Bill funding CNMI Drug Court now law

Chief Justice Alexander Castro speaks at an event yesterday where Gov. Ralph DLG Torres signed a bill allocating funding to the CNMI Drug Court. (Dennis B. Chan)

Chief Justice Alexander Castro speaks at an event yesterday where Gov. Ralph DLG Torres signed a bill allocating funding to the CNMI Drug Court. (Dennis B. Chan)

Gov. Ralph DLG Torres signed a bill yesterday to fund the CNMI Drug Court an amount of $150,000, $125,000 of which will be allocated to drug court personnel.

Introduced by Rep. Antonio Sablan (Ind-Saipan) and sponsored by Rep. Angel Demapan (R-Saipan), the drug court bill passed both houses of the Legislature this month, and will allow the CNMI, once the drug court is implemented, to join Guam and the rest of U.S. mainland, all of which have drug courts, in a collaborative effort to address the devastating effects that drug crime has had on CNMI families and the community.

“This is another step closer to our goal. There is going to be some trial and error but we’re moving forward,” Torres said at a signing event yesterday. “It is our obligation as the administration to block drugs from entering our islands.

Torres also noted that x-rays for the CNMI Division of Customs will arrive next week, and pointed to new appropriations for the funding of two drug canines in the coming months to sniff out crime in the community and schools. One of Rota’s schools was reportedly found to have illicit drugs on campus this week.

“The drug court will align us with other jurisdictions who have drug courts,” said Superior Court Associate Judge David Wiseman. “Drug court is a team effort. It’s a whole community effort in getting this started.

“Treatment, enforcement, the Judiciary, the Legislature, and Executive [branch] are all factors,” he added. “This is a community that needs it. You can see the effects [drugs has on our community]. Once the [drug court] gets going, it’s not just for any addict. It’s a qualifying process.

“I’m elated that this’ll be a legacy for [the judiciary] to leave,” said Wiseman, who will be retiring in April.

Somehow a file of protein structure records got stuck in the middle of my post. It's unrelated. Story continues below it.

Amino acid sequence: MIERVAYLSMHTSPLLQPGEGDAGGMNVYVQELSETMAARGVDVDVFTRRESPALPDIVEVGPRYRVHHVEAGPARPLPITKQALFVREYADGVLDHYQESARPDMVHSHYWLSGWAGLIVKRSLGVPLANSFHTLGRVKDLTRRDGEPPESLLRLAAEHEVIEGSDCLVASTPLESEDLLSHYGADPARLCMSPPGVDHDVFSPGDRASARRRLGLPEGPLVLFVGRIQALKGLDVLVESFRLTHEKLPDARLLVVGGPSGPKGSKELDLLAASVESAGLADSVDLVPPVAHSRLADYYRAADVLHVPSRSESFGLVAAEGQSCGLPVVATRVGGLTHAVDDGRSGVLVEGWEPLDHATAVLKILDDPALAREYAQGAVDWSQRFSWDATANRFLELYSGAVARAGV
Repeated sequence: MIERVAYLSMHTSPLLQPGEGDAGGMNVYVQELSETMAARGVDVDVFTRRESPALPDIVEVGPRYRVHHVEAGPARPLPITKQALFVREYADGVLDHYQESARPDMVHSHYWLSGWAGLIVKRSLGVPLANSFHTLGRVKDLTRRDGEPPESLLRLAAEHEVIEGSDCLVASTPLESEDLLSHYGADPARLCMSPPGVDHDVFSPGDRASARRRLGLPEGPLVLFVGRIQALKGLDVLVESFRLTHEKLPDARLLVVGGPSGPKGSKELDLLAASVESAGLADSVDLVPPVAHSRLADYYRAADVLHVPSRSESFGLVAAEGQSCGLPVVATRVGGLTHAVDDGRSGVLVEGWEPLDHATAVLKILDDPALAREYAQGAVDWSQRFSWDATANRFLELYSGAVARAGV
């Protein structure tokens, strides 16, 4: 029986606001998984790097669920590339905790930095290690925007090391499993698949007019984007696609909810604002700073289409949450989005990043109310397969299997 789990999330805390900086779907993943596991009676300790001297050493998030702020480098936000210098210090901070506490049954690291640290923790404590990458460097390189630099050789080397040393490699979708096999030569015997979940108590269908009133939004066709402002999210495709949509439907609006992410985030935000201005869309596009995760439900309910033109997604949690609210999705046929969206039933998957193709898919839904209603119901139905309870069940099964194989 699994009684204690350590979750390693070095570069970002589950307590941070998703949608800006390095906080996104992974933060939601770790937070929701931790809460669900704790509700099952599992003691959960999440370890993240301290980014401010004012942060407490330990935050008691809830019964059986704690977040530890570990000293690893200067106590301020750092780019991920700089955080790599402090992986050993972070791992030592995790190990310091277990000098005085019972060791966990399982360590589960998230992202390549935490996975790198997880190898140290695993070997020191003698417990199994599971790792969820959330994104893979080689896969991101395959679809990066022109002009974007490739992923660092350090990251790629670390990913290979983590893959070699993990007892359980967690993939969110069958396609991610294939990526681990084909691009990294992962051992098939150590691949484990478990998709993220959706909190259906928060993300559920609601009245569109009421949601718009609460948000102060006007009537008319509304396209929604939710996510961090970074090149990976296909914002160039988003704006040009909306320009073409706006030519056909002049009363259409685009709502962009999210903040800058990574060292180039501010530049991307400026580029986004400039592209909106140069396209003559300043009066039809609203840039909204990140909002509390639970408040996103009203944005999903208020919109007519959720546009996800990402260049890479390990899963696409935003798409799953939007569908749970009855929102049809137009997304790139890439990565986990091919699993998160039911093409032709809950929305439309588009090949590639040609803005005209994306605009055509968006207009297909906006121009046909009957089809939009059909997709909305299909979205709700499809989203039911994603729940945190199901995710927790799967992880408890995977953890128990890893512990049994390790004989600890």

“We know the problems, we know what they are,” said CNMI Attorney General Edward Manibusan. “These are baby steps and we’re moving forward in terms of funding.”

Chief Justice Alexander Castro expressed his sentiments over the many crimes committed in his time as a judge. “Majority of domestic violence cases and many other crimes are drug related. You can see that we have a high rate of recidivism. [The drug court] will make a difference.”

Castro also spoke to the beginning stages of this effort to from the judiciary to help the community. “Judge Wiseman and I sat down to decide what we wanted to do. Wiseman went out and invited [retired Judge Steve Hansen] to help us. This is one of the happiest days of my life, not just as a judge but [also] as a prosecutor. This is our greatest collaboration with the government to fight illicit drugs.”

“There will be error but don’t lose faith,” said Hansen, a retired judge from Utah who has volunteered his efforts on behalf of the Church of Jesus Christ and Latter Day Saints. “Stay on course. You will see the results. If it’s run properly…and I am very confident in your judiciary, you’ll be satisfied with the results.”

Torres also thanked members of the House of Representatives, Commonwealth Healthcare Corporation, and Hansen for their continued support and commitment to putting the drug court plans into action.

Dennis B. Chan | Reporter
Dennis Chan covers education, environment, utilities, and air and seaport issues in the CNMI. He graduated with a degree in English Literature from the University of Guam. Contact him at

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